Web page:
Trends In Steel Usage In The Automotive Industry
Trends in Automotive Industry
Automakers worldwide have long chosen steel as their favorite material. Thanks to steel, automobile manufacturers have been able to achieve their desired standards of safety and strength at reasonably low costs in comparison to other potential materials. Thanks to the ever-increasing regulations in regards to emissions and fuel economy, it’s become necessary to reduce the overall weight of the automobiles. Steel is facing stiff competition in regards to other lightweight materials such as aluminum and other lighter-weight materials. To conform to such regulations, we’re going to review the current steel trends in the automotive industry. The ever-changing terrain of regulations and the implications of steel and its producers as well as the steps that such companies are taking in an effort to rise to such challenges.
Trends In Steel Usage Per The Auto Industry
As per the estimates of the World Steel Association, the auto sector is accountable for approximately 12 percent of the global steel consumption. One of the leading global producers of steel for automakers is ArcelorMittal. They account for up to 16.7 percent of the auto steel sheet marketing as of 2014. Steel is considered to be the most dominant material in the auto manufacturing process. This accounts for approximately 60 percent of the overall weight of the typical auto. However, moving forward, the amount of steel utilized in the auto industry today is likely to be reduced due to weight. Automakers are seeking out ways to comply with far more stringent regulations that govern the auto emissions and fuel economy.
Fuel Efficiency And Emissions Reduction Regulation
Of course, one of the more pressing concerns is that of the thrust for compliance with the ever-changing regulations that are governed in the auto industry. Additionally, to tackle such environmental concerns, the government in North America, as well as Europe, have set forth specific goals for fuel economy and the reduction of emissions. For example, the US government has set a goal of improving the typical fuel economy from 27.5 miles per gallon to 54.4 miles per gallon by 2025. In Europe, the goal is to reduce the emissions from 130 carbon dioxide grams per kilometer to 96 grams of carbon dioxide by 2021. To improve the fuel economy of cars, manufacturers are seeking out improved ways to lighten the weight of cars and this has begun to open doors for other lighter-weight materials like aluminum that are nibbling away at the steel’s market shares.
Challenges Of Steel From Other Materials
Thus, as a direct result to lighten the cars, manufacturers have been incorporating more lighter-weight materials like aluminum and plastics into their cars and trucks. Case in point, Ford’s F-150, an iconic pickup, aluminum only accounts for 25 percent of the curb weight of the 2015 model. This is a specific example of a large trend toward lighter-weight materials. North America, for example, has an average content of aluminum of 44.3 pounds per vehicle that was manufactured between 2012 and 2015. This is in correspondence to the ever-increasing percentage of aluminum to the typical curb weight of autos as set forth to decrease the overall curb weight by 2025. Aluminum is far lighter than steel and this reflects the increase of reduction of steel to help lighten up the weight of the vehicles. Overall, the weight of aluminum is anticipated to increase from 6.6 percent to 26.6 by 2025.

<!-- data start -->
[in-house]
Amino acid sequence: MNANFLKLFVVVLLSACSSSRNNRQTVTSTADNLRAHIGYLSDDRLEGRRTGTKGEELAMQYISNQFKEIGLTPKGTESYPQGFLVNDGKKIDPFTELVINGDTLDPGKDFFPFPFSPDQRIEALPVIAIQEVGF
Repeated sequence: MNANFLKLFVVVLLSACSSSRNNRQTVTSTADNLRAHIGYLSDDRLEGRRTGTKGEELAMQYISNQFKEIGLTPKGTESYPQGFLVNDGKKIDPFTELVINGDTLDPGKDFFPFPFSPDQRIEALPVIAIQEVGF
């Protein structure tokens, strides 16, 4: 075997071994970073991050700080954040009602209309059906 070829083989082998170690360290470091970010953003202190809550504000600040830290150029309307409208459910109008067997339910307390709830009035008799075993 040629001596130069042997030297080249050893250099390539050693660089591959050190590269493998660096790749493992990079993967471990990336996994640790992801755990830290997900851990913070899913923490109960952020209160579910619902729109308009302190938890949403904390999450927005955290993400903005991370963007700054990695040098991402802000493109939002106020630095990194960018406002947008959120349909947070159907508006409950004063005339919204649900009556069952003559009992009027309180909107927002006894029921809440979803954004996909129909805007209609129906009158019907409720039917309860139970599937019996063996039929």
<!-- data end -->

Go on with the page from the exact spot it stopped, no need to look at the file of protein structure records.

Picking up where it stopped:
In a favorable regulatory environment, the overall scope of the aluminum is anticipated to increase. Unfortunately, aluminum is far more costly than its counterpart steel. Likewise, other materials like plastic and manganese are even more expensive.
Therefore, there is a huge trade-off of weight reduction vs the overall costs. Thus, there is an opportunity for other newer innovative materials that will balance the lower cost with the reduction of weight. This creates an opportunity for other, more innovative materials, to be utilized.
Advanced High Strength Steels
ArcelorMittal, a major steel corporation, and US Steel are heavily invested in the production of other, advanced high strength steels. This is in an effort to become the number one choice for materials of choice for the auto industry. High strength steels will have a tensile strength of 500 to 800 Megapascals or MPa. Such steels will offer up huge savings in weight in comparison to the former traditional steels as shown below.
ArcelorMittal and other companies are in collaboration with the Original Equipment Manufacturers or OEMs, in an effort to create solutions that will cater to the reduction of weight and the improved overall safety. Another example is the S in motion steels that offer as much as 19 percent savings in weight for the C-segment vehicle. Additionally, they are unveiling other types of high strength steels like the Usibor and the Fortiform steels. These are tailored for auto applications.
Approximately 30 percent of the ArcelorMittal’s R and D budget, is devoted to creating solutions for the auto industry. Likewise, the US Steel’s proprietary Trip range and Dual Ten ranges are all geared toward the auto industry sector. Steel companies are setting new goals to implement and maintain their competitive edge to utilize other, more competitive materials, in the production of autos today. The lighter weight vehicles are a trend of the future and every effort is being made to ensure that the auto industry is in compliance and their goals of creating and designing lightweight vehicles are being undertaken with renewed vigor.